I am pretty sure that you understand the importance of website navigation menu and it’s correlation with on site engagement. Here are ten UX tips to make it more usable.
Navigation is an important part for any website of any scale or any business. Because navigation is the only way your visitors will get to know about your products/services.
Stuffing your navigation with the all the pages links would not work any longer. You need to be careful how your navigation will look and what you will include in your navigation.
If you are confused or looking for some suggestions on what to consider while designing a navigation menu, here are eight points to help you out!
1. Fixed navigation:
Having a fixed navigation bar on top is really handy for your visitors. It gives them a real ease navigating your website.
Consider a case where you have a horizontal navigation bar on your website. A visitor has scroll down the page to the bottom. And now he wants to have a look at your about page!
He might need to scroll all the way up to find the about page link to visit the page. Fixed menu on top help you fix this problem.
Please make sure that your horizontal top navigation menu items looks and orient the same on different screen sizes. I am talking about various desktop and laptop screen sizes. A uniformity in the navigation help you deliver the consistent experience on all the devices.
2. Focus on mobile version of navigation:
You can’t really ignore the mobile visitors of your website. And in the era of mobile first websites were responsive frameworks like bootstrap are trending you need to pay a proper attention to mobile navigation of your website.
The only downsides of mobile navigations are they don’t really have hover support. So if you have written the media query based navigation with hover based effects that may look uniform on mobile devices but they wouldn’t perform the same.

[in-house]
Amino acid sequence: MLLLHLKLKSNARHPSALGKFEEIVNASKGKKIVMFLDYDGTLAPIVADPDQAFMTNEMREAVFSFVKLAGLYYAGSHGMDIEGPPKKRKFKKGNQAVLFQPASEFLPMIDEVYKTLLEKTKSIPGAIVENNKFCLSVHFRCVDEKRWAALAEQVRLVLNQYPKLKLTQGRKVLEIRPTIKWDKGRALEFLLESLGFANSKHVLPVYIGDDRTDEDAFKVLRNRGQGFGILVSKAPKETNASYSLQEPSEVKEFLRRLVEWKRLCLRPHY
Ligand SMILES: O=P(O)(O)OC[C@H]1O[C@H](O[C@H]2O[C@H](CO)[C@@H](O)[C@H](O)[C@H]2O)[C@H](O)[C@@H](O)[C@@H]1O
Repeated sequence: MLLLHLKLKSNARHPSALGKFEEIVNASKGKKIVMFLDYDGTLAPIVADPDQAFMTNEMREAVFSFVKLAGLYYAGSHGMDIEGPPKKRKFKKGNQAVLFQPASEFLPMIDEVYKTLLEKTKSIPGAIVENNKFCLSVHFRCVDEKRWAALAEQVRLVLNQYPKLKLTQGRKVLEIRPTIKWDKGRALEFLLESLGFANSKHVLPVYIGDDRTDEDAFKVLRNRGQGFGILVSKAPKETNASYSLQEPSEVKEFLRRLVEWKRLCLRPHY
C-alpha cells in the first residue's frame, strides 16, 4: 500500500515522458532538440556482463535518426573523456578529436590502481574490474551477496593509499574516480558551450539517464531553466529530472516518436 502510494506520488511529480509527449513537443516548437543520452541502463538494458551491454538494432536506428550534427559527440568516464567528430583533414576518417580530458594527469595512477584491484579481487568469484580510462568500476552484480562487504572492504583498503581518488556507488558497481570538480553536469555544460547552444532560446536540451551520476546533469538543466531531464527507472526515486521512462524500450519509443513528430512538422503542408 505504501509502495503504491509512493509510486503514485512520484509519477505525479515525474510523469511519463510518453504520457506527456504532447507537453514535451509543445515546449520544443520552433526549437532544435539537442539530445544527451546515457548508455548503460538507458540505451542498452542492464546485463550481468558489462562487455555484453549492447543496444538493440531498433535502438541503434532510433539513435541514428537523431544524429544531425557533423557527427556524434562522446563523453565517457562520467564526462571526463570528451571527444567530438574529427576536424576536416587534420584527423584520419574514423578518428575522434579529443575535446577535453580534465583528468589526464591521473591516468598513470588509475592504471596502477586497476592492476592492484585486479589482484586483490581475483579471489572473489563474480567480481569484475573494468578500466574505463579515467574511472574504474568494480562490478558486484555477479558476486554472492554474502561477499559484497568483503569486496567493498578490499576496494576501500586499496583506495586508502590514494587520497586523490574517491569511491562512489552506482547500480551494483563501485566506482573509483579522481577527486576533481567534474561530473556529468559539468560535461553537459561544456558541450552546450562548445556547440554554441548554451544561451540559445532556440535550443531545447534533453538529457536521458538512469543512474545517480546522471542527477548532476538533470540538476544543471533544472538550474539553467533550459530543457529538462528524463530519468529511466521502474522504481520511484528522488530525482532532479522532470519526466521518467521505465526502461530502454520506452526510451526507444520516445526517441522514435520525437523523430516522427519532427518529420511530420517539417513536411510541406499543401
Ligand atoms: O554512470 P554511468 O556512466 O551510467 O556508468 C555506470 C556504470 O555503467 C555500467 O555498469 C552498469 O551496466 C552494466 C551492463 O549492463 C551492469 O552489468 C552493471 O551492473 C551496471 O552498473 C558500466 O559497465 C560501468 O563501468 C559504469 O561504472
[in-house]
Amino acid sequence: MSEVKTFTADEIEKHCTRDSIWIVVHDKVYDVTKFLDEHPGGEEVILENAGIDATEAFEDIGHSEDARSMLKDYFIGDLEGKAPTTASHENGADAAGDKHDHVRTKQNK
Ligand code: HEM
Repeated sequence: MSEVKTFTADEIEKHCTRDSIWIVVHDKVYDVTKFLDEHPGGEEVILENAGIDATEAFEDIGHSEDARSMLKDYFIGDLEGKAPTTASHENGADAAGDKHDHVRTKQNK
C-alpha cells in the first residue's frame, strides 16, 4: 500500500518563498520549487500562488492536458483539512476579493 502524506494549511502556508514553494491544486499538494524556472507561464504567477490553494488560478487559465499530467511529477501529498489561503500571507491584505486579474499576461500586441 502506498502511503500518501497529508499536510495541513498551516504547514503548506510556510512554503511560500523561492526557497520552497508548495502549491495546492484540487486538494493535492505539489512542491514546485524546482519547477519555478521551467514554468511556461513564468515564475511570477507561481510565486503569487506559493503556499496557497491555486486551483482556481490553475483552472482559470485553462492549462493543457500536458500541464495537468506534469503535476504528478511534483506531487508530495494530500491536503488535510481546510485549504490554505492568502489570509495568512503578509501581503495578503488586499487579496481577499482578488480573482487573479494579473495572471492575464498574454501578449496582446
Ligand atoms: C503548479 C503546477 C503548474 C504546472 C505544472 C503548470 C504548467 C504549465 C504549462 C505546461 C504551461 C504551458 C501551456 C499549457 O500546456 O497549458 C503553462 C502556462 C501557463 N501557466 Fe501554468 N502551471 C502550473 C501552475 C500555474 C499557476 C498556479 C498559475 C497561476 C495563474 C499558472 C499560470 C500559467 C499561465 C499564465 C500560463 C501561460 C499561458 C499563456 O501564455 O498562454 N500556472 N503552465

While the framework like bootstrap has good support for both the mobile and desktop view of navigation out of the box. However it has an office-like styles.
Making your navigation impossible to crawl is the worst thing you can ever do with your navigation. While user experience is our top priority but we certainly can’t ignore the search engine crawlers.
3. Place search bar:
As far as the user experience is concerned making your site searchable is the best thing you can ever do with your site. If your website has plenty of pages, making it searchable should be your first priority.
There has always been confusion that where should I put the search bar? How do I make my search box noticed without distracting the user or affecting the user experience?
I have read couple of articles suggesting keeping the search box hidden behind the magnify icon. Hitting the icon bring you the search box. Entering the search query and hitting enter will get the job done.
I read some case studies where making the search box hidden behind the magnify icon creates confusion to users on how to search website and what this icon will do! Additionally, for some websites it contributed lesser number of searches.
So, I would suggest that you do have a search box visible on your navigation. Don’t hide it anywhere to save few pixel space. And if you want to make your search box noticed, you may consider placing it on the left side of your navigation, just like the Facebook and YouTube!
4. Better organized menu:
You may have plenty of product or services to be included into your website navigation. It would be great if you can organize them in some order.
If you have large number of navigation items going in your website, you can think of having a mega menu.
Group the menu items by their origin parent category. Like if you are a creating agency offering various designing services from graphic, web, mobile app and many others then you may consider graphic design as your parent category for brochure design, flyer design, logo design like services.
Grouping things makes it easy to skimming through your navigation to your visitors. Additionally it helps them locate their desired items just by looking at the group category. This makes skimming and searching bit easy.